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Queen's University

Address to University Council


Saturday May 1, 1010

Thank you Chancellor and hello again everyone!

Since I began my term in September, I've immersed myself in the Queen's community - easy to do when one lives an 8-minute walk from the office. I've visited many departments, met with all of the faculty boards and executives, as well as with heads in the departmentalized faculties. I've also set up an Advisory Committee of faculty, staff and students to provide me with grassroots advice and feedback. I've also enjoyed countless individual and group meetings with staff, students, faculty members and alumni.

Queen's University Highlights 2009
All of these connections and contacts have been immensely valuable as we move forward with the academic planning process. I want to thank you all for very productive sessions today on the academic planning process. I was energized as I stopped by and listened in on the small groups' work throughout the morning and again this afternoon. As always, Councilors are providing us with excellent insight and advice on Queen's future. On behalf of the University, I thank you. We'll speak more about what we've learned and the suggestions you have at the end of the day.

I would like to take some time now to provide you with an update on what's been happening at the University, and highlight our achievements as well as our challenges. You'll then have the opportunity to ask questions of me and the Vice-Principals.

It won't come as a surprise to you all to hear this:

Despite the fact that Queen's, the university sector, the province, the country and the world have been hit hard by a recession and face a slow and fragile recovery, this past year has been one of achievement, learning and progress for faculty, students and staff. Queen's is unique in our combination of a rich learning experience and strong research achievement.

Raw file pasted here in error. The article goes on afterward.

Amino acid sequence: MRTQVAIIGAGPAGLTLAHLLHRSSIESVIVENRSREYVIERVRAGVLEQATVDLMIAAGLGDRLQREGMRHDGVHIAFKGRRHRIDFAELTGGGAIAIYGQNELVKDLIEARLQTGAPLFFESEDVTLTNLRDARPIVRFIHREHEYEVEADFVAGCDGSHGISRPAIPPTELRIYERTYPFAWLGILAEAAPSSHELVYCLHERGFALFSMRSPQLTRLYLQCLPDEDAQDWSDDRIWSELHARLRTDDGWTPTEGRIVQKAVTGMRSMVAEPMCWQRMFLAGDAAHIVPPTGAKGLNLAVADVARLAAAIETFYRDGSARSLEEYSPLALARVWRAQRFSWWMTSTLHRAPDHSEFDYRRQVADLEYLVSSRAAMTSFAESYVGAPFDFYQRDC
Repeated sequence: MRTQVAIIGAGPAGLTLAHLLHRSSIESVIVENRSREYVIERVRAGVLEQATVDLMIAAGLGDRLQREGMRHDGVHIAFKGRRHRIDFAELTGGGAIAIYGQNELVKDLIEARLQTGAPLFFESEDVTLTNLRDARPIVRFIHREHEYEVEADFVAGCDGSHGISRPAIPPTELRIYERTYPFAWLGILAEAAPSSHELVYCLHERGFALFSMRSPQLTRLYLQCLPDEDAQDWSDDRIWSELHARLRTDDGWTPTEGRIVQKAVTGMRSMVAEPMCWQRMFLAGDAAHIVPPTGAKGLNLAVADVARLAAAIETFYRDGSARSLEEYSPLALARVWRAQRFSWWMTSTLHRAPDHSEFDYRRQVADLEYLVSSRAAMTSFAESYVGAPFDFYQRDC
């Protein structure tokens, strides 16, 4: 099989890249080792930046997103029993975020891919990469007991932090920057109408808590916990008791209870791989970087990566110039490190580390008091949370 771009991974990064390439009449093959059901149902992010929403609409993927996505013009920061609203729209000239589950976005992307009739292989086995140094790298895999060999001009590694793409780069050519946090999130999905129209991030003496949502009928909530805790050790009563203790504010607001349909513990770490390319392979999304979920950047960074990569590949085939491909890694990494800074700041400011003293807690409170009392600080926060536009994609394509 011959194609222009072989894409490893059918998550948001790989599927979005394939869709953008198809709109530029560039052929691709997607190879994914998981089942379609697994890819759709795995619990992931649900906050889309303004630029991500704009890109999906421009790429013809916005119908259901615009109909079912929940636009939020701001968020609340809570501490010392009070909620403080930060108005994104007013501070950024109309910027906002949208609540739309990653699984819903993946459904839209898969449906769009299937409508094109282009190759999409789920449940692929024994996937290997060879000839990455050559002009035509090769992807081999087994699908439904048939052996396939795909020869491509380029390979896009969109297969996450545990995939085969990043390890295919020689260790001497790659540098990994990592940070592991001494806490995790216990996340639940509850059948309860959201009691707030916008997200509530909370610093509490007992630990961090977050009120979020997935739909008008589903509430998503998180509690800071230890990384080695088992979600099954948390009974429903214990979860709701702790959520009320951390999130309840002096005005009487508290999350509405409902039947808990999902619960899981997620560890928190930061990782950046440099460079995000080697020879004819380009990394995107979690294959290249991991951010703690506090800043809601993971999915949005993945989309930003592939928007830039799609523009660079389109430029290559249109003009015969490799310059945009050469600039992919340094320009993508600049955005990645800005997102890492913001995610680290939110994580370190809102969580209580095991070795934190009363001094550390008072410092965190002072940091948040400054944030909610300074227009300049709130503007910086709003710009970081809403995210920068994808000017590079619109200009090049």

Our shared values include- and I list them in the first sentence of "Where Next?":

• high academic standards
• a rich and personal campus environment
• an emphasis on excellence in teaching and research
• a welcoming and respectful community, and
• a culture of service.

Over the past year - just to list a few of our achievements -- Queen's has:

• Produced our 56th Rhodes Scholar, Nithum Thain
• Celebrated with another Killam Prize recipient, Art McDonald
• Ranked sixth in Canada for our research intensity
• Attracted government funding for a home for the Queen's School of Medicine and the Isabel Bader Centre for the Performing Arts
• Signed national and provincial sustainability pledges and struck an advisory committee to lead our efforts to go green